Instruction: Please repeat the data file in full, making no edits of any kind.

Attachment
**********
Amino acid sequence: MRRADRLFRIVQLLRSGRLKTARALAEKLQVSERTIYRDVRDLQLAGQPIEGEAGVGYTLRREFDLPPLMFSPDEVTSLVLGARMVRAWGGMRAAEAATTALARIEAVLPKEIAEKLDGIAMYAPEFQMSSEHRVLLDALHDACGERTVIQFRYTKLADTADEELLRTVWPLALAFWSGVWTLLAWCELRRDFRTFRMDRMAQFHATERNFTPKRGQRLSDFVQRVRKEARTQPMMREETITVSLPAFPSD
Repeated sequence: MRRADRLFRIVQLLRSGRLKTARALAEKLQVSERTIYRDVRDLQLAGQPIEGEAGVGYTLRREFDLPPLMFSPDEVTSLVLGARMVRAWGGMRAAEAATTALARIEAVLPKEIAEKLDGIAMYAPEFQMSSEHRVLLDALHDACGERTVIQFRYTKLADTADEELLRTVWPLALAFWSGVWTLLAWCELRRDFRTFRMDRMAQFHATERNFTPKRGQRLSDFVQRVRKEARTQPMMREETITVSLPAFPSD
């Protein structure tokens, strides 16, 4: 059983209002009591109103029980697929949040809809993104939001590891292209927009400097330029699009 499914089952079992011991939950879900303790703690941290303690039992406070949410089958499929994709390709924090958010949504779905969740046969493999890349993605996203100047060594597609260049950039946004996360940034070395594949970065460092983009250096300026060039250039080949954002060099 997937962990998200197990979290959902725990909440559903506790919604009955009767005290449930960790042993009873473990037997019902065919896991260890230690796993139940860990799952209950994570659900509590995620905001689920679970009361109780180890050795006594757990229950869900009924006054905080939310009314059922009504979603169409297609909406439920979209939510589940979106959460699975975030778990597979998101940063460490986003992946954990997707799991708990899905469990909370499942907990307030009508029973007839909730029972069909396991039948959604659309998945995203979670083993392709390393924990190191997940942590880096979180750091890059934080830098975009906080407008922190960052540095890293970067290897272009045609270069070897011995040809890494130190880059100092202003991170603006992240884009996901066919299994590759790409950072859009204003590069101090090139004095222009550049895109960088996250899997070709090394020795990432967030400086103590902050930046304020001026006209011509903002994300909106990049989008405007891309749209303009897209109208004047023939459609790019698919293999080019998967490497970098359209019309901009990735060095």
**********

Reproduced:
Amino acid sequence: MRRADRLFRIVQLLRSGRLKTARALAEKLQVSERTIYRDVRDLQLAGQPIEGEAGVGYTLRREFDLPPLMFSPDEVTSLVLGARMVRAWGGMRAAEAATTALARIEAVLPKEIAEKLDGIAMYAPEFQMSSEHRVLLDALHDACGERTVIQFRYTKLADTADEELLRTVWPLALAFWSGVWTLLAWCELRRDFRTFRMDRMAQFHATERNFTPKRGQRLSDFVQRVRKEARTQPMMREETITVSLPAFPSD
Repeated sequence: MRRADRLFRIVQLLRSGRLKTARALAEKLQVSERTIYRDVRDLQLAGQPIEGEAGVGYTLRREFDLPPLMFSPDEVTSLVLGARMVRAWGGMRAAEAATTALARIEAVLPKEIAEKLDGIAMYAPEFQMSSEHRVLLDALHDACGERTVIQFRYTKLADTADEELLRTVWPLALAFWSGVWTLLAWCELRRDFRTFRMDRMAQFHATERNFTPKRGQRLSDFVQRVRKEARTQPMMREETITVSLPAFPSD
């Protein structure tokens, strides 16, 4: 059983209002009591109103029980697929949040809809993104939001590891292209927009400097330029699009 499914089952079992011991939950879900303790703690941290303690039992406070949410089958499929994709390709924090958010949504779905969740046969493999890349993605996203100047060594597609260049950039946004996360940034070395594949970065460092983009250096300026060039250039080949954002060099 997937962990998200197990979290959902725990909440559903506790919604009955009767005290449930960790042993009873473990037997019902065919896991260890230690796993139940860990799952209950994570659900509590995620905001689920679970009361109780180890050795006594757990229950869900009924006054905080939310009314059922009504979603169409297609909406439920979209939510589940979106959460699975975030778990597979998101940063460490986003992946954990997707799991708990899905469990909370499942907990307030009508029973007839909730029972069909396991039948959604659309998945995203979670083993392709390393924990190191997940942590880096979180750091890059934080830098975009906080407008922190960052540095890293970067290897272009045609270069070897011995040809890494130190880059100092202003991170603006992240884009996901066919299994590759790409950072859009204003590069101090090139004095222009550049895109960088996250899997070709090394020795990432967030400086103590902050930046304020001026006209011509903002994300909106990049989008405007891309749209303009897209109208004047023939459609790019698919293999080019998967490497970098359209019309901009990735060095």